Dr. Aureliano Fernandes, Associate Prof and Consultant
The level of democratic governance which is an important aspect of the political system, makes a significant difference from the perspective of the people, governed by that system. The difference is that it belongs to the nature of democratic governments to take care of the many, to serve their interests in the endless struggle for survival in the world of scarcity, whereas it belongs to the nature of autocratic systems to serve the interests of a few. [Vanhanen 1997].
The enormous literature generated on panchayati raj has variously labeled the Gram sabha as the gateway to grassroots democracy [Jain 1997], base of panchayati raj [Datta 1994], one of the most important three basic institutions of new direct democracy at the village level [Narayanasamy 1998], a mechanism to bridge the gap between civil society and state (or its instrumentality, the panchayat) [Jaamdar 1995] etc. Some State Panchayat Legislations, such as the Goa Panchayati Raj Act , preface the enactment of the two-tier panchayati raj system in the state, with a statement of intent - greater participation of the people and more effective implementation of rural develop-ment programmes. Deductively, this participation should get reflected in the gram sabha - the community of electors on the electoral roll for a panchayat. If the level of participation is high it is axiomatic to assume that the level of democratic governance is high. Because power, when shared by the many through active participation, deliberation, decision making and implementation tends to be used or at least attempted to be used for the advantage of the many. Unfortunately, studies conducted in most states record thin attendance making gram sabha meetings a legal formality. Meetings called were mostly without prior or adequate notice.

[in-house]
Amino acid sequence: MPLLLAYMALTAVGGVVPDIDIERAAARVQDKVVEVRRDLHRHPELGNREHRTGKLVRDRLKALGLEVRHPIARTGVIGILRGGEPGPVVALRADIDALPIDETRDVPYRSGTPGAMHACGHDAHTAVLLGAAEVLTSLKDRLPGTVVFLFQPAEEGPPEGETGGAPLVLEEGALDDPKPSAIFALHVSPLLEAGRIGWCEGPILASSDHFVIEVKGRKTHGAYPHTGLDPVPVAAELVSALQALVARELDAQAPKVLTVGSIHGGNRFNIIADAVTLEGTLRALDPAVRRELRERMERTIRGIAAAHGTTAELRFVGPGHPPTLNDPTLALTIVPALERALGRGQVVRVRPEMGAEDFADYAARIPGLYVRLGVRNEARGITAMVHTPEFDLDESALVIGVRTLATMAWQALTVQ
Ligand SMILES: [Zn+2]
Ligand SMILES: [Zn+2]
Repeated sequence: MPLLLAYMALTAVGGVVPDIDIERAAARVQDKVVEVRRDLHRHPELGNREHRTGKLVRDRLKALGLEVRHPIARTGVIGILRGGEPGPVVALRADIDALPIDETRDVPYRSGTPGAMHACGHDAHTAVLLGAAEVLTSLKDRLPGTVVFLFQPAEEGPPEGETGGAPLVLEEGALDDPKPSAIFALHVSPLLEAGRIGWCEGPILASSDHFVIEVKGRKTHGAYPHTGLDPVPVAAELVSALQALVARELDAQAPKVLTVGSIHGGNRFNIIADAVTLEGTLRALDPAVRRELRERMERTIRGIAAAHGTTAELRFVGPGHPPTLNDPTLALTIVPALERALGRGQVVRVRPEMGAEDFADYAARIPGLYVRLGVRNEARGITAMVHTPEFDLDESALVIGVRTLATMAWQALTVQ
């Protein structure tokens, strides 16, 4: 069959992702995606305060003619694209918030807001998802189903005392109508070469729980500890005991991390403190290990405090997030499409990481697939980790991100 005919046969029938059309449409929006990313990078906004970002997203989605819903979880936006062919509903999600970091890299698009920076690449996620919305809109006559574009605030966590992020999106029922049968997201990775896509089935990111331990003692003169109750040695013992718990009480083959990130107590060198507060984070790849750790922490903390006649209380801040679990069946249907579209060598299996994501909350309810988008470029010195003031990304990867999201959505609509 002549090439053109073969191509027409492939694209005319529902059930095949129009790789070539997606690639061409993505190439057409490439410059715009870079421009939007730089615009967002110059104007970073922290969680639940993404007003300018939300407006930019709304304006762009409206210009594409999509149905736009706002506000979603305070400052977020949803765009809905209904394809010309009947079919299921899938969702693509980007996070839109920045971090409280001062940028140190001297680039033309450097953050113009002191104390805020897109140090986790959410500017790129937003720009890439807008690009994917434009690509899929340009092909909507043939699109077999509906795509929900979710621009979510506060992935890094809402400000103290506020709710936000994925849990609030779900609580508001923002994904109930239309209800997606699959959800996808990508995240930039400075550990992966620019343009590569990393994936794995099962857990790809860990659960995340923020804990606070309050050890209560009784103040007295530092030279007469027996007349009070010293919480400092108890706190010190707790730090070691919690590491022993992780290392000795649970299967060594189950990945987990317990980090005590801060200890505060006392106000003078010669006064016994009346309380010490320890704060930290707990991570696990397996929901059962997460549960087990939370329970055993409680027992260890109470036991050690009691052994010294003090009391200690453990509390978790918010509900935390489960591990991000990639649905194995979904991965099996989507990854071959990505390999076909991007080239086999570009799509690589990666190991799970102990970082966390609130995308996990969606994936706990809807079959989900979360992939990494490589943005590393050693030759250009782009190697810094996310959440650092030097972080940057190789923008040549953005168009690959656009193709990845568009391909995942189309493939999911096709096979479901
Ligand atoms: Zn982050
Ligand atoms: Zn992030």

Despite special efforts, very few panchayats convened the minimum prescribed...